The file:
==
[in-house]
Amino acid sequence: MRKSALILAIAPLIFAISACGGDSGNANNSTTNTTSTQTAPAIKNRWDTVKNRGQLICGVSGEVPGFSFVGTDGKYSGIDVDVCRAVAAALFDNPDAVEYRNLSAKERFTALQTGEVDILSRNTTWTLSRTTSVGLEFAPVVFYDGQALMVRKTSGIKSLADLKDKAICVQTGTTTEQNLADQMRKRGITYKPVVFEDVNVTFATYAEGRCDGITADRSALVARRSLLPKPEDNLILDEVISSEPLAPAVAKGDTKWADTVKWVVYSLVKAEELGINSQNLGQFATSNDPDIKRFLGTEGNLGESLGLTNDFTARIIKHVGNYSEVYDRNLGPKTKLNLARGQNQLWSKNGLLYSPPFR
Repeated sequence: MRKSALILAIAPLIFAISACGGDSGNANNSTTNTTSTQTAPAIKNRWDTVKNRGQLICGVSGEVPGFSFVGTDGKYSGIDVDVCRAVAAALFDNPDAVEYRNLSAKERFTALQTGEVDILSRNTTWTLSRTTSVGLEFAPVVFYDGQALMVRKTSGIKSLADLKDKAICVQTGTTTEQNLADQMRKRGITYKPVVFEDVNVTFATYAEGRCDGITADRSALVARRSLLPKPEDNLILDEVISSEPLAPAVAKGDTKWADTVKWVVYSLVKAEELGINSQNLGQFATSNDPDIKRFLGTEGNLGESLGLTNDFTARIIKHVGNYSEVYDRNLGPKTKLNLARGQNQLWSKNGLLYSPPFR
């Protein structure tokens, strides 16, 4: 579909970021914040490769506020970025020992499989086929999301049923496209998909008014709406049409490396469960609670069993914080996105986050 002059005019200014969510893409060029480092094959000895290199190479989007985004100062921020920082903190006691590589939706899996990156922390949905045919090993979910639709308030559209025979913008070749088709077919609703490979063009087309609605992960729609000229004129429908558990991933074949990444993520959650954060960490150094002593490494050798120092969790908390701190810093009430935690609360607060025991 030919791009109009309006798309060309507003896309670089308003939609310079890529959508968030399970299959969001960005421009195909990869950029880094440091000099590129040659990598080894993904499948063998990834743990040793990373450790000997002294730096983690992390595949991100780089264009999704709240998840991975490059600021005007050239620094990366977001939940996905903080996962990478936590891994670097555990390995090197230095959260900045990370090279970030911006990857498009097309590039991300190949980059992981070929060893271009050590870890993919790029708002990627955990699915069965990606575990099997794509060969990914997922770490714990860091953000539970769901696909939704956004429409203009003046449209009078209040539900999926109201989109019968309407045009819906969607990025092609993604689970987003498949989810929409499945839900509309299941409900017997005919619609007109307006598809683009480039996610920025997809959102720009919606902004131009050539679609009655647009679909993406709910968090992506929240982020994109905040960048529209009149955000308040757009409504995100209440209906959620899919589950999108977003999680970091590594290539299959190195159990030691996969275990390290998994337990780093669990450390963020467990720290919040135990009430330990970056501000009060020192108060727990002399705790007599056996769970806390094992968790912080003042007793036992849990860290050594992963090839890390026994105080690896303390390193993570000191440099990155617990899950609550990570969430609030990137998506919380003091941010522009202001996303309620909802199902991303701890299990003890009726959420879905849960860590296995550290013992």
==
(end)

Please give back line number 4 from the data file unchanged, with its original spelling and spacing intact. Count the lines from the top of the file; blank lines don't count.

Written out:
């Protein structure tokens, strides 16, 4: 579909970021914040490769506020970025020992499989086929999301049923496209998909008014709406049409490396469960609670069993914080996105986050 002059005019200014969510893409060029480092094959000895290199190479989007985004100062921020920082903190006691590589939706899996990156922390949905045919090993979910639709308030559209025979913008070749088709077919609703490979063009087309609605992960729609000229004129429908558990991933074949990444993520959650954060960490150094002593490494050798120092969790908390701190810093009430935690609360607060025991 030919791009109009309006798309060309507003896309670089308003939609310079890529959508968030399970299959969001960005421009195909990869950029880094440091000099590129040659990598080894993904499948063998990834743990040793990373450790000997002294730096983690992390595949991100780089264009999704709240998840991975490059600021005007050239620094990366977001939940996905903080996962990478936590891994670097555990390995090197230095959260900045990370090279970030911006990857498009097309590039991300190949980059992981070929060893271009050590870890993919790029708002990627955990699915069965990606575990099997794509060969990914997922770490714990860091953000539970769901696909939704956004429409203009003046449209009078209040539900999926109201989109019968309407045009819906969607990025092609993604689970987003498949989810929409499945839900509309299941409900017997005919619609007109307006598809683009480039996610920025997809959102720009919606902004131009050539679609009655647009679909993406709910968090992506929240982020994109905040960048529209009149955000308040757009409504995100209440209906959620899919589950999108977003999680970091590594290539299959190195159990030691996969275990390290998994337990780093669990450390963020467990720290919040135990009430330990970056501000009060020192108060727990002399705790007599056996769970806390094992968790912080003042007793036992849990860290050594992963090839890390026994105080690896303390390193993570000191440099990155617990899950609550990570969430609030990137998506919380003091941010522009202001996303309620909802199902991303701890299990003890009726959420879905849960860590296995550290013992």